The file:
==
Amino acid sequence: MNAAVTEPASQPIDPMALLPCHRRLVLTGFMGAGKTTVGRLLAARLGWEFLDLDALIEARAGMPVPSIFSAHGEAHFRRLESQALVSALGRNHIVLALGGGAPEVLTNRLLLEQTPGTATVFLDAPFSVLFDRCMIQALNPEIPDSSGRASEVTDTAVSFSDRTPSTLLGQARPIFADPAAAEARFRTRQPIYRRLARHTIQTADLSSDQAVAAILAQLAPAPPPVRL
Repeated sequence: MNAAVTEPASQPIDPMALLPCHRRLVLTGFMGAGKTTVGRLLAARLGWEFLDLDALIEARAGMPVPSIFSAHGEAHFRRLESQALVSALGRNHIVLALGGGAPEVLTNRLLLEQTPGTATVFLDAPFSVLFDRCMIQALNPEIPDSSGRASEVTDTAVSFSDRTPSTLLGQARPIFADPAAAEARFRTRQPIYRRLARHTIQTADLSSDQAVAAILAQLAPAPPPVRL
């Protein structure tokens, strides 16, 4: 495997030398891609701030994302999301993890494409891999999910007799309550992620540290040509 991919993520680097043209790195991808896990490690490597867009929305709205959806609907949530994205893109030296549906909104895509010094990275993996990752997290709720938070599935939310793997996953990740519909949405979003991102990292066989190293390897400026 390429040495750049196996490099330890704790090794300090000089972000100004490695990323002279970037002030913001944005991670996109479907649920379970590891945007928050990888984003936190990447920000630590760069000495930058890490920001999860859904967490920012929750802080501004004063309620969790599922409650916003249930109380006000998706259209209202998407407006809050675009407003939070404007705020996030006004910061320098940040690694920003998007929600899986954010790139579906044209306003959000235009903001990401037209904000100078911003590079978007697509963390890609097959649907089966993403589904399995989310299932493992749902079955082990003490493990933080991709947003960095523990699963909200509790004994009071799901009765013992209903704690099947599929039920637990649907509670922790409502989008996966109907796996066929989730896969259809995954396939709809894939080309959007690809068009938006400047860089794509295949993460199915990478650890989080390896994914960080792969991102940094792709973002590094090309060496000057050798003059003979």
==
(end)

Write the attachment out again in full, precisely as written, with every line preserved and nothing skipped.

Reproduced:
Amino acid sequence: MNAAVTEPASQPIDPMALLPCHRRLVLTGFMGAGKTTVGRLLAARLGWEFLDLDALIEARAGMPVPSIFSAHGEAHFRRLESQALVSALGRNHIVLALGGGAPEVLTNRLLLEQTPGTATVFLDAPFSVLFDRCMIQALNPEIPDSSGRASEVTDTAVSFSDRTPSTLLGQARPIFADPAAAEARFRTRQPIYRRLARHTIQTADLSSDQAVAAILAQLAPAPPPVRL
Repeated sequence: MNAAVTEPASQPIDPMALLPCHRRLVLTGFMGAGKTTVGRLLAARLGWEFLDLDALIEARAGMPVPSIFSAHGEAHFRRLESQALVSALGRNHIVLALGGGAPEVLTNRLLLEQTPGTATVFLDAPFSVLFDRCMIQALNPEIPDSSGRASEVTDTAVSFSDRTPSTLLGQARPIFADPAAAEARFRTRQPIYRRLARHTIQTADLSSDQAVAAILAQLAPAPPPVRL
């Protein structure tokens, strides 16, 4: 495997030398891609701030994302999301993890494409891999999910007799309550992620540290040509 991919993520680097043209790195991808896990490690490597867009929305709205959806609907949530994205893109030296549906909104895509010094990275993996990752997290709720938070599935939310793997996953990740519909949405979003991102990292066989190293390897400026 390429040495750049196996490099330890704790090794300090000089972000100004490695990323002279970037002030913001944005991670996109479907649920379970590891945007928050990888984003936190990447920000630590760069000495930058890490920001999860859904967490920012929750802080501004004063309620969790599922409650916003249930109380006000998706259209209202998407407006809050675009407003939070404007705020996030006004910061320098940040690694920003998007929600899986954010790139579906044209306003959000235009903001990401037209904000100078911003590079978007697509963390890609097959649907089966993403589904399995989310299932493992749902079955082990003490493990933080991709947003960095523990699963909200509790004994009071799901009765013992209903704690099947599929039920637990649907509670922790409502989008996966109907796996066929989730896969259809995954396939709809894939080309959007690809068009938006400047860089794509295949993460199915990478650890989080390896994914960080792969991102940094792709973002590094090309060496000057050798003059003979």